He also talks about ongoing colonies of ants, bees, and termites, and how adaptive they are. Leave food in several different places and ants will organize the best way to collect the food. If you leave a different pattern of food, the ants will organize a different way of collecting it. He refers to this as 'Coping' behavior and points out how important this is to survival. It involves communication and a type of learning mechanism. Instead of simple positive (runaway) feedback, it involves homeostatic feedback, feedback on the state of the system, checks and balances.

Johnson ends his article by talking about what kind of 'emergent politics' is capable of self-regulation. Not political campaigns but local communities--looking at what we want and need and creating systems to develop and govern ourselves. He ends by suggesting we 'Think local, act local.' I'm still with the 'Think globally, act locally' folks, but I agree with many of his points. We need to create bottom up systems that are flexible and adaptive.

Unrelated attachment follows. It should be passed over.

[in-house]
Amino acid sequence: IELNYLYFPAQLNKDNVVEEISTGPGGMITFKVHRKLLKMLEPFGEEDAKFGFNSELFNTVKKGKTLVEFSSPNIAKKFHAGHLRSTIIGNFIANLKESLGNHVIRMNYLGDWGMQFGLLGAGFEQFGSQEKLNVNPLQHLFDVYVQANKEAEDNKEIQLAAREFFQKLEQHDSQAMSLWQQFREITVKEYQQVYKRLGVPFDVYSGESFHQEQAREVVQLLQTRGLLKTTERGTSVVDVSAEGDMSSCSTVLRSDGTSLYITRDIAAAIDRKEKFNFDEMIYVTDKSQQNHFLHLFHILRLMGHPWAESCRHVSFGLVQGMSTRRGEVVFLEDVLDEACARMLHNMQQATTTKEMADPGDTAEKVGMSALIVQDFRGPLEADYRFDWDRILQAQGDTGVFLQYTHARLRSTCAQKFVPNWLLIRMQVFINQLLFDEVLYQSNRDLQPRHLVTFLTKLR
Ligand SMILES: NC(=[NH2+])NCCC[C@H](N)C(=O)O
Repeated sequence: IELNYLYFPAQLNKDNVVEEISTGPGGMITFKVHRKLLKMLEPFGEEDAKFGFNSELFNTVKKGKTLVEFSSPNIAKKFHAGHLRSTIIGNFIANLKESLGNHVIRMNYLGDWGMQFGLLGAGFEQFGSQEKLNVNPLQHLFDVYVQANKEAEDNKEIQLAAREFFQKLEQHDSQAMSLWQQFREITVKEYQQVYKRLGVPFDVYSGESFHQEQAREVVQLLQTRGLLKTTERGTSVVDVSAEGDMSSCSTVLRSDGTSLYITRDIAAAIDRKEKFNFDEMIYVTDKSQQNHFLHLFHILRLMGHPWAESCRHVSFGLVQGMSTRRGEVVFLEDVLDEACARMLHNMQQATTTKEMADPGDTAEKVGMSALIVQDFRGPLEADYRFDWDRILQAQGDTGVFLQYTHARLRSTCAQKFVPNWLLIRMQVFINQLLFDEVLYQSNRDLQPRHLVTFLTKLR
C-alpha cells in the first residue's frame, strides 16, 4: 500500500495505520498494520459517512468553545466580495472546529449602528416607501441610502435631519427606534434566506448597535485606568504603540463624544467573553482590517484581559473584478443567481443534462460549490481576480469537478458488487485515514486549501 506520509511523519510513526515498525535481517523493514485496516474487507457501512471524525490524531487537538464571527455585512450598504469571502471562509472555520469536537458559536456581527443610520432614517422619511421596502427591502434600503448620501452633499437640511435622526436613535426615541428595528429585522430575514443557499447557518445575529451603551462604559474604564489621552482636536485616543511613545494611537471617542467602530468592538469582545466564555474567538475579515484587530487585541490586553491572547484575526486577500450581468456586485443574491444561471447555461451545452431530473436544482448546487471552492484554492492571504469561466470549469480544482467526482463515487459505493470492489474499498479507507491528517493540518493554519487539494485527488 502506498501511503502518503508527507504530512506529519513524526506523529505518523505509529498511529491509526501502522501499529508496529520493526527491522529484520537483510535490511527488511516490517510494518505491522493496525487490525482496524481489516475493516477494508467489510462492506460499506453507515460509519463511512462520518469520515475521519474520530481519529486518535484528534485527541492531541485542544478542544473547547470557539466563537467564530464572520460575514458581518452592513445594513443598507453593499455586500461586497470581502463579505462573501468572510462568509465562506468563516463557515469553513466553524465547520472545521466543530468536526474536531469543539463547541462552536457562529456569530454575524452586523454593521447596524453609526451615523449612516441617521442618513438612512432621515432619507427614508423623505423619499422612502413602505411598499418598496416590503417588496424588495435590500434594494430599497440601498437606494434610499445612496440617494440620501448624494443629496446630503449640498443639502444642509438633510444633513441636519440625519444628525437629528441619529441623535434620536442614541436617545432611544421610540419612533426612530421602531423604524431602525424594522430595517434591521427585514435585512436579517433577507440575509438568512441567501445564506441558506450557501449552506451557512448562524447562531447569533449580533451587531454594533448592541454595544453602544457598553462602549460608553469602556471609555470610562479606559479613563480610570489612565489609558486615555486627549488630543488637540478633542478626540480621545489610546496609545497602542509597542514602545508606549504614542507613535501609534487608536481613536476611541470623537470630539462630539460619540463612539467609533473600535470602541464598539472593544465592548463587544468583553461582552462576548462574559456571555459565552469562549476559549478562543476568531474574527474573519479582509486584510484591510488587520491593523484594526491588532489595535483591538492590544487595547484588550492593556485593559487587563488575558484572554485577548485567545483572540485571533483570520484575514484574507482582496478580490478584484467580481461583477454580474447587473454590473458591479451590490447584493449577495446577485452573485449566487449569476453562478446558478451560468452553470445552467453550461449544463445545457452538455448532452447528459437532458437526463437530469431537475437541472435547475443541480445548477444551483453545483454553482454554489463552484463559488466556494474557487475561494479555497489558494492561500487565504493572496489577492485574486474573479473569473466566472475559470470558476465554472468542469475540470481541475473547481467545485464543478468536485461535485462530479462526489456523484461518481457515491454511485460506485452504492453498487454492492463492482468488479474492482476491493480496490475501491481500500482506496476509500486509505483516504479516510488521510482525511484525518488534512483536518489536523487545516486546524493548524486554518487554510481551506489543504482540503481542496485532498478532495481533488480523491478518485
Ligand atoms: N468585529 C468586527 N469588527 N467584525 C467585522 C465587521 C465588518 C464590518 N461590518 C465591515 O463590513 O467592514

This all makes me think of one of my earliest arguments in this blog--from the post where I talked about the slogan: 'Agitate, Educate, Organize'. Agitating is pretty much Clustering--getting a crowd together and making progress through numbers. What Steven Johnson calls Coping is what I think of as Organizing--creating systems that are capable of dealing with changes. And the method systems use to deal with change is commonly referred to as learning--ie, we need to Educate.